The European Observation Network : Ground-Based Support for Gamma-Ray Satellites

R. Hudec (1), P. Spurny (1), J. Florian (1), J. Bocek (1), M. Tichy (2), J. Ticha (2), L. Vyskocil (3) W. Wenzel (4), S. Barthelmy (5), T. Cline (5), N. Gehrels (5), G. Fishmann (6), C. Kouveliotou (7), C. Meegan (7), A. Mutafov (8), F. Hovorka (9)

(1) Astronomical Institute, Czech Academy of Sciences, CZ-251 65 Ondrejov, Czech Republic
(2) Klet' Observatory, Zatkovo nabrezi 4, CZ-370 01 Ceske Budejovice, Czech Republic
(3) Upice Observatory, CZ-54232 Upice, Czech Republic
(4) Sternwarte Sonneberg, D-96515 Sonneberg, Germany
(5) NASA Goddard Space Flight Center, Greenbelt, MD 20771, USA
(6) NASA Marshall Space Flight Center, Huntsville, AL 35812, USA
(7) USRA at NASA Marshall Space Flight Center, Huntsville, AL 35812, USA
(8) Astronomical Observatory, P.O.Box 36, BG-1504 Sofia, Bulgaria
(9) Observatory, Zamecek 456, CZ-500 08 Hradec Kralove, Czech Republic

Abstract. While there is extended monitoring of the sky at gamma rays from satellites, mainly provided by the COMPTON Gamma Ray Observatory, there is still a lack of high-quality optical simultaneous and quasi-simultaneous data. On the other hand, the still puzzling nature of Gamma Ray Bursts requires a complex and multispectral approach. The situation changed significantly after the introduction of the BACODINE system which is able to notify ground-based observers immediately after the detection of bursts on the GRO satellite. We present and discuss preliminary results obtained with the European Observation Network providing such follow-up optical observations. This network consists of nine observatories in the Czech Republic, Germany and Bulgaria and has been involved into the BACODINE activities since April 1, 1994.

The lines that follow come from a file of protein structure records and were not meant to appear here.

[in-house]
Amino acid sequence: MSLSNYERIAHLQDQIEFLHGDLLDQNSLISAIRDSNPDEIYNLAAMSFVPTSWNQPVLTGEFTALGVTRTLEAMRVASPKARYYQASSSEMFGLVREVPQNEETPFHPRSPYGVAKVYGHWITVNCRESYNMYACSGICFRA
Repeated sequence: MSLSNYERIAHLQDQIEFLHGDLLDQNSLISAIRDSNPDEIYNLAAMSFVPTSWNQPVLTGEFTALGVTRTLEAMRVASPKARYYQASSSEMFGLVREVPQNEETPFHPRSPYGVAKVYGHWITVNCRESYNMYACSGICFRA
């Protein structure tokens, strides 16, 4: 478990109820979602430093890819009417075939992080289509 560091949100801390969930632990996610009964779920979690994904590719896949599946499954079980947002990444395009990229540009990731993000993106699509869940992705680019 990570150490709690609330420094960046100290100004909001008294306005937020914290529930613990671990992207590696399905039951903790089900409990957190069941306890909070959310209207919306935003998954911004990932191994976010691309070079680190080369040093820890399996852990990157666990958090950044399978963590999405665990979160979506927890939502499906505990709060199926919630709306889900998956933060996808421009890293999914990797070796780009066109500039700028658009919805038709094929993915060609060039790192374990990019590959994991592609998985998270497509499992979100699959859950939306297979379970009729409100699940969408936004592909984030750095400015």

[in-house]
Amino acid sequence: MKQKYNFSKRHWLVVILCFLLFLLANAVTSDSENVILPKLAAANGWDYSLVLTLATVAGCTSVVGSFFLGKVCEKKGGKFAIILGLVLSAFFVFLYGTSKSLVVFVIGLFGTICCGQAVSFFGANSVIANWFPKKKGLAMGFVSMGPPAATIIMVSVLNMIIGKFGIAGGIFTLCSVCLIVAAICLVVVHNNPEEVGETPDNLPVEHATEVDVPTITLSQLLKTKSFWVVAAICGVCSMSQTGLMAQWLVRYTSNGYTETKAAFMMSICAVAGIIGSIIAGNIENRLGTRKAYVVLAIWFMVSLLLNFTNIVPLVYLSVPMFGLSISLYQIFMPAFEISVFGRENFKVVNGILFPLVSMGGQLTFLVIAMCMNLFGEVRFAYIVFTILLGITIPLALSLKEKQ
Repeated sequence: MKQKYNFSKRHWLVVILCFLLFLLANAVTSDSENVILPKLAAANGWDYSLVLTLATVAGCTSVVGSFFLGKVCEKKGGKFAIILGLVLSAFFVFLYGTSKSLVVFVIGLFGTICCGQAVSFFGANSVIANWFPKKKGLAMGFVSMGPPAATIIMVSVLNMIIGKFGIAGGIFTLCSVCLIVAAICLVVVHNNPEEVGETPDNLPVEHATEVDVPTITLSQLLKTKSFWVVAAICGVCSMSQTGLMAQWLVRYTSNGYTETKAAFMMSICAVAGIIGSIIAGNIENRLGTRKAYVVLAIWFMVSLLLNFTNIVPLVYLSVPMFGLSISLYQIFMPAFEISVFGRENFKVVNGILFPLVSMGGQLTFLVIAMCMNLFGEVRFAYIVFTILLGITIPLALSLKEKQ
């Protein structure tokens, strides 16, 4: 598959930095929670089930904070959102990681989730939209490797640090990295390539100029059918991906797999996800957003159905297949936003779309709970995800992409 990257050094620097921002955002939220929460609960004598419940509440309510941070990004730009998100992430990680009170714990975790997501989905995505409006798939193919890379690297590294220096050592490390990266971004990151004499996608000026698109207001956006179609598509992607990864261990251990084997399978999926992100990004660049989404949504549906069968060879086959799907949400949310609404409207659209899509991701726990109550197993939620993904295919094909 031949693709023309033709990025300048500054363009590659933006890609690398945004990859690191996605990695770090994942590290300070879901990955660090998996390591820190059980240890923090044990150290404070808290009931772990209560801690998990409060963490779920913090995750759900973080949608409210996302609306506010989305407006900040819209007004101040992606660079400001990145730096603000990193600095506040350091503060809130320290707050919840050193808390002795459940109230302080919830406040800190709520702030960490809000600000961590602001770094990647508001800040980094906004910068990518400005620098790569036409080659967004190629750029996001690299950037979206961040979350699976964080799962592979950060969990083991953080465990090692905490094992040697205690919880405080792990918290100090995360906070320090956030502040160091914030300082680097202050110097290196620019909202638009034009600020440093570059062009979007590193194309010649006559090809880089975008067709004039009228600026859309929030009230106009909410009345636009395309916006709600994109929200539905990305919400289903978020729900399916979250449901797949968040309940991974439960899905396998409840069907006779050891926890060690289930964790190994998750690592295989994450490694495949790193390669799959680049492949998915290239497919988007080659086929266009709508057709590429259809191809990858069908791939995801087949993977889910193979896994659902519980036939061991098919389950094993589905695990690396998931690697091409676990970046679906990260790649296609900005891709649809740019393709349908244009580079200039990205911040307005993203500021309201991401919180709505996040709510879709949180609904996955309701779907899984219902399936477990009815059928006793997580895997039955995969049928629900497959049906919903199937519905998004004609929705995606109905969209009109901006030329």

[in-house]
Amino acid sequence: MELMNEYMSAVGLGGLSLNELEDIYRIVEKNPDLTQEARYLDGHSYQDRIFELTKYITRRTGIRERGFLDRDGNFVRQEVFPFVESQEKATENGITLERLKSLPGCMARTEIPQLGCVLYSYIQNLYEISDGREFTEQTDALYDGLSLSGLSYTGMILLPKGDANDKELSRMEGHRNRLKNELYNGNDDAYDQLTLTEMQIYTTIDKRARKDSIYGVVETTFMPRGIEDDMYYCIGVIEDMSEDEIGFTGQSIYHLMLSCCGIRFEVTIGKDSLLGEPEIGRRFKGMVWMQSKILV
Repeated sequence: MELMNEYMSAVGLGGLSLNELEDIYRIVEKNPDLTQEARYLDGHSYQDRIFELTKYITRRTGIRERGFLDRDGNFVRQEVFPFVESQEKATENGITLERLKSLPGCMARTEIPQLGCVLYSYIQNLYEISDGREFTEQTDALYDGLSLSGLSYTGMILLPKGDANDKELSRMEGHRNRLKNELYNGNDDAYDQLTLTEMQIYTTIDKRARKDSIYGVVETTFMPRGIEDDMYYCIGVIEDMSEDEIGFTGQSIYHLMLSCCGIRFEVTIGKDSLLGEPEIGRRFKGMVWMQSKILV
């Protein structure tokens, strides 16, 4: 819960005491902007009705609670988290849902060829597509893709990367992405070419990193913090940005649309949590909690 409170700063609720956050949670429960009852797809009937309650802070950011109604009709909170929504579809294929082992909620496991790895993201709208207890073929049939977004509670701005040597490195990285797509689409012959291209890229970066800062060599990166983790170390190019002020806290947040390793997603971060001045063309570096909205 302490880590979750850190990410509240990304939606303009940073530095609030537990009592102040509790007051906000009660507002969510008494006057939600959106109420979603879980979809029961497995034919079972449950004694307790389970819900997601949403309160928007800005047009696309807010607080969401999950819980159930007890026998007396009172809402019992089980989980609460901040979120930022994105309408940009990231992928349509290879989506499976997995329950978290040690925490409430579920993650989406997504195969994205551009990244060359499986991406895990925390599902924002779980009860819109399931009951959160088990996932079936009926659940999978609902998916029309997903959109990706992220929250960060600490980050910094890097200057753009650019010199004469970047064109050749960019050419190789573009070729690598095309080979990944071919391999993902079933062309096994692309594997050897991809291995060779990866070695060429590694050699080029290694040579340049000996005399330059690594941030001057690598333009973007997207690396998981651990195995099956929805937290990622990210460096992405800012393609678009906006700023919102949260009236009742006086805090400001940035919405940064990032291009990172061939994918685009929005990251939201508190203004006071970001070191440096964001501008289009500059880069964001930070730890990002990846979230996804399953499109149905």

Astronomical and Astrophysical Transactions, 1997, Vol. 14, pp. 65-77
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